Sometimes The Bravest Thing You Can Do Is Get Help

I can’t pinpoint when my depression started, but I would say it followed when I was diagnosed with lupus in 2013. I had started an independent life all on my own in the mountains of Colorado only to have to move back to my parent’s home a year later because I could barely pour a cup of coffee.

I ignored my depression for years after moving back home, blaming it solely on the fact that I was physically ill for life. But when medicine started working, and I could pour a cup of coffee without searing pain, my depression became naked.

Blaming it on my illness only lasted so long before the people closest to me could see the pain in my eyes – even when I was laughing.

I met the love of my life in 2016 and we married in sweet November of 2017. Our first year of marriage was a beautiful hot mess. We fought all the time. I cried a lot. He got frustrated. I threw things at doors. He cleaned up broken glass. We didn’t know how to communicate. I was sick – a lot. I winced every time someone awed us saying, “Enjoy that honeymoon stage.” And then, my depression woke up – I hid it under my pillow every night until it was no longer comfortable.

I began to self-harm in 2018 and I did it six times. Every moment was different, but every moment I felt the same hopeless feeling. My brain started to connect the relief from my emotional pain with the act of cutting, and so, it became easier every time.

Try holding this away from your spouse – it ain’t gonna happen. Especially when your spouse is a therapist. My husband knew I hid a lot of my childhood, as well as the ache of my father’s abandonment at 18 and a whole lotta family dysfunction. Maybe it all added up and became too much to bear. My husband did everything he could to prevent my self harming. He hid knives and sharp objects – I tear up as I write it. I was stubborn and didn’t think I needed help.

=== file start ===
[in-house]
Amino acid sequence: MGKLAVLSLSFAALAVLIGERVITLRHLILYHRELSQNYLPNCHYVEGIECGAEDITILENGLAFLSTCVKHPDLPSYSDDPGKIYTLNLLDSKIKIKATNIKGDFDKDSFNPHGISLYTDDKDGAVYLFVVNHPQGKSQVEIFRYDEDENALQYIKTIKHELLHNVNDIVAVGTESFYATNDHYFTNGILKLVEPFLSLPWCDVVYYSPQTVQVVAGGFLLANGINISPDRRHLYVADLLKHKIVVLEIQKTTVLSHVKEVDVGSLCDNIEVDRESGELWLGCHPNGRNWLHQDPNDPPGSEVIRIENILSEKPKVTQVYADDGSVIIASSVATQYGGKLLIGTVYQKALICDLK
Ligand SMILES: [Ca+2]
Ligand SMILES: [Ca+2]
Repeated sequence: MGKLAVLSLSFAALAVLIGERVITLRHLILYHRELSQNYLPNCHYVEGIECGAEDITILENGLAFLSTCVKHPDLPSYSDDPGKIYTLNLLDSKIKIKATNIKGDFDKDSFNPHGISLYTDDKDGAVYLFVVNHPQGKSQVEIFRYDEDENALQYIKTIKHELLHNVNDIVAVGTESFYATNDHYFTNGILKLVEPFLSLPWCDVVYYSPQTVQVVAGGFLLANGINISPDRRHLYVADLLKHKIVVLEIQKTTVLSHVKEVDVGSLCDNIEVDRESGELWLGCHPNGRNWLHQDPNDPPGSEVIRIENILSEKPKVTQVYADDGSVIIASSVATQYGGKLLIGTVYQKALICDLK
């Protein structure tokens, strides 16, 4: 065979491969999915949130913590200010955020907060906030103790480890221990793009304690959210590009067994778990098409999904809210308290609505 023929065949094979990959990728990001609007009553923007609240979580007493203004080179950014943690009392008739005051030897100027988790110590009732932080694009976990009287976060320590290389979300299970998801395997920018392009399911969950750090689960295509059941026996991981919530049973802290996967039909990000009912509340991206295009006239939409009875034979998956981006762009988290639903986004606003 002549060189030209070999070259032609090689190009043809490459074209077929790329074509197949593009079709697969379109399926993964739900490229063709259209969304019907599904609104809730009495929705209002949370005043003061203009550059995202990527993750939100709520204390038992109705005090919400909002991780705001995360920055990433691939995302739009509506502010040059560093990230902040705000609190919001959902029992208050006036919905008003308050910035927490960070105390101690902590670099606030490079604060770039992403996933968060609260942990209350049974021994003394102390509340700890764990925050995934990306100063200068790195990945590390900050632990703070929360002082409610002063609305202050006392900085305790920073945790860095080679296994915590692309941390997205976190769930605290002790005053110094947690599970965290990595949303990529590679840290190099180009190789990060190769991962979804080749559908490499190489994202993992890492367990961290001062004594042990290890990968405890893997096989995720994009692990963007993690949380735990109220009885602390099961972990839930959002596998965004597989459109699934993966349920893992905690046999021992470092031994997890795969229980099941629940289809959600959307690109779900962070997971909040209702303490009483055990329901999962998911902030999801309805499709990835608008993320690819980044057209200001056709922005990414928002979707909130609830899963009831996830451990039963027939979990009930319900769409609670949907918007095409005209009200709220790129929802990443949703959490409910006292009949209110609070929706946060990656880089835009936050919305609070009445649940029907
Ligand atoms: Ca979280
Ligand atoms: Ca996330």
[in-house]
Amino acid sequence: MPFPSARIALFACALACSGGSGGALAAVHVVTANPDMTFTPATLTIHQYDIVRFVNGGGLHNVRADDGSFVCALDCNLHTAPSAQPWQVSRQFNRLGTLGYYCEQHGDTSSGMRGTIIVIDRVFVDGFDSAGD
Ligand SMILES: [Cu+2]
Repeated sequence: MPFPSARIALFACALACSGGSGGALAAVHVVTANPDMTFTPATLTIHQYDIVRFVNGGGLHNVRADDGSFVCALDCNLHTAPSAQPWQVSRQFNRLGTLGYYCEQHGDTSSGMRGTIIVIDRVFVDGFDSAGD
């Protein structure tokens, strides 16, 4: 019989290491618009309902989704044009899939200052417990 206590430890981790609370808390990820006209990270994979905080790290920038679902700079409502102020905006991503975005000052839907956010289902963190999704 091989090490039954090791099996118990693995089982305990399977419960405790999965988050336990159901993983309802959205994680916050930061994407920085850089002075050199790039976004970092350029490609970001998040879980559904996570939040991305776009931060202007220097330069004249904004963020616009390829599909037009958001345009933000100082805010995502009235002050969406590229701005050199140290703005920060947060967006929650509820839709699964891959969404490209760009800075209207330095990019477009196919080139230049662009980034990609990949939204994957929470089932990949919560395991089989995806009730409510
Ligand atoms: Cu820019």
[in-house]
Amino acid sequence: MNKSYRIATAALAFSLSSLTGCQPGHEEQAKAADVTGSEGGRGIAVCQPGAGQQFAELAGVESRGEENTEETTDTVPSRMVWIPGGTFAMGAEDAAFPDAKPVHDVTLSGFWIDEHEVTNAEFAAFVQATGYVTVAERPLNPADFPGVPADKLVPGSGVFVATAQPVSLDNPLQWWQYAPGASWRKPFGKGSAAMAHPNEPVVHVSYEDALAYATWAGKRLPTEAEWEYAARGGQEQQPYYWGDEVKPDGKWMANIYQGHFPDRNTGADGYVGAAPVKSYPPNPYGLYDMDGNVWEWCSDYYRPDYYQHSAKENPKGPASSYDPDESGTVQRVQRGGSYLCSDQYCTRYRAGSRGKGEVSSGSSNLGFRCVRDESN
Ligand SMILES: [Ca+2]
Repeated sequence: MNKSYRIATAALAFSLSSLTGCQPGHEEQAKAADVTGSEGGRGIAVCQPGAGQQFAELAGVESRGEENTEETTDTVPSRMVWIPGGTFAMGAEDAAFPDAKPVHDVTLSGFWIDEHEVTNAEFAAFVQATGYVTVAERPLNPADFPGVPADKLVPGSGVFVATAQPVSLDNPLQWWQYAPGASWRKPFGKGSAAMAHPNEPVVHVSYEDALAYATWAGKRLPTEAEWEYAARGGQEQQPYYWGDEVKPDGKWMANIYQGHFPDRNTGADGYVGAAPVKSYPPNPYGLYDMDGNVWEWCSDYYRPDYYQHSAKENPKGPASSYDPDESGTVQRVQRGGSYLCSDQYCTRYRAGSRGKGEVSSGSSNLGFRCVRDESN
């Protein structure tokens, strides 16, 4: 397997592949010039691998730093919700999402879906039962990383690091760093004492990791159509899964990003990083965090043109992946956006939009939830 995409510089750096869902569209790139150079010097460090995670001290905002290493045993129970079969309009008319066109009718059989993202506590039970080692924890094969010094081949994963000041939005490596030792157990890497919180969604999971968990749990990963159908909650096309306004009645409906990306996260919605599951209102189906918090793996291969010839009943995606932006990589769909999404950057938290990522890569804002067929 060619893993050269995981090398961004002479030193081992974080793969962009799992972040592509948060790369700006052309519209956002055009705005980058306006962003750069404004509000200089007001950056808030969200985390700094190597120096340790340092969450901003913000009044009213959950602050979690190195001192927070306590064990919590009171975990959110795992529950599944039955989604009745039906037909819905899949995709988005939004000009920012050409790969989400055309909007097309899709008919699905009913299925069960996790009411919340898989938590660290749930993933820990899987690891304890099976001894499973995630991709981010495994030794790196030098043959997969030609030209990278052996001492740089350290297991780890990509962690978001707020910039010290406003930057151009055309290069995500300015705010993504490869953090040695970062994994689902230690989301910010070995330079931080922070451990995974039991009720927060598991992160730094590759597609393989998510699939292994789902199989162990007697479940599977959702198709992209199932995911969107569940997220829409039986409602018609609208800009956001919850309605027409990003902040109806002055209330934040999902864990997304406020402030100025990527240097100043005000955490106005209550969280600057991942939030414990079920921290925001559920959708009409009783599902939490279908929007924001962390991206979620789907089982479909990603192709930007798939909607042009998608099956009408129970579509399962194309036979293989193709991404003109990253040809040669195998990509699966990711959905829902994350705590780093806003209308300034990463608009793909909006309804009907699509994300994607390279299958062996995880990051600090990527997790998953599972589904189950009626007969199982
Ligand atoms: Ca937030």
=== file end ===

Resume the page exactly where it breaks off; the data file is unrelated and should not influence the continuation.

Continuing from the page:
My body has wounds on my arms and legs, but there were wounds that went so much deeper than anything that bled – than anything you could see. And I needed help.

One morning, with a crick in my neck after how much I had stuffed under my pillow, I agreed to get help. It took everything in me to accept it because accepting it meant I had to face really scary things.

And it was the bravest thing I could’ve done.

I started medication and saw a counselor for a while and today, I’m better for it. And then, as my life would have it, I was diagnosed with a very rare, incurable disease in October that makes me painfully half-blind for months and feels like jellyfish live inside my body. It’s called Neuromyelitis optica – I have my good days, I have my bad days. It’s been easy to fall into depression, but by the grace of God, it’s not prevailed.
Sometimes, I don’t feel like I’m winning, but maybe sometimes we have to fight battles more than once to win. I like to think of my depression as part of my story that had to happen in order for me to be where I’m at today.

I think people who’ve been depressed have a sensitivity and an understanding of life that fills them with compassion and a sincere kindness for others. Maybe we’d not know this deep empathy if we’d not lived through our depression.

If you struggle with depression, here’s a virtual hug and a gentle nudge to seek help if you haven’t. It’s OK. You’re not depression. You have a powerful story to tell. You have a past, a name, and your own quirky awesome characteristics that make you who you are. None of that goes away because you seek help. You’re still you. I’m still me.

You’re already brave.

Who knows, maybe you’ll better for it.

If You Think You’re Tired of Listening to People Talk About Their Chronic Pain, Imagine How Tired They Are of Living With It

Chronic pain affects more than 1.5 billion humans worldwide so the chances that you’ve heard someone talk about their pain is pretty likely. However, if this is your first time hearing about chronic pain, you’ll probably understand it more after reading this.

Chronic pain feels like you’re wearing a 100-pound coat filled with random pricks of cacti. Depending on the kind of chronic pain one is dealing with, it’s likely invisible, which means a lot of people can’t comprehend how someone can feel like this all the time.

I was 21 years old when I was diagnosed with systemic lupus. It’s been seven years now and if you know chronic illness — you know how tired we are of living with it.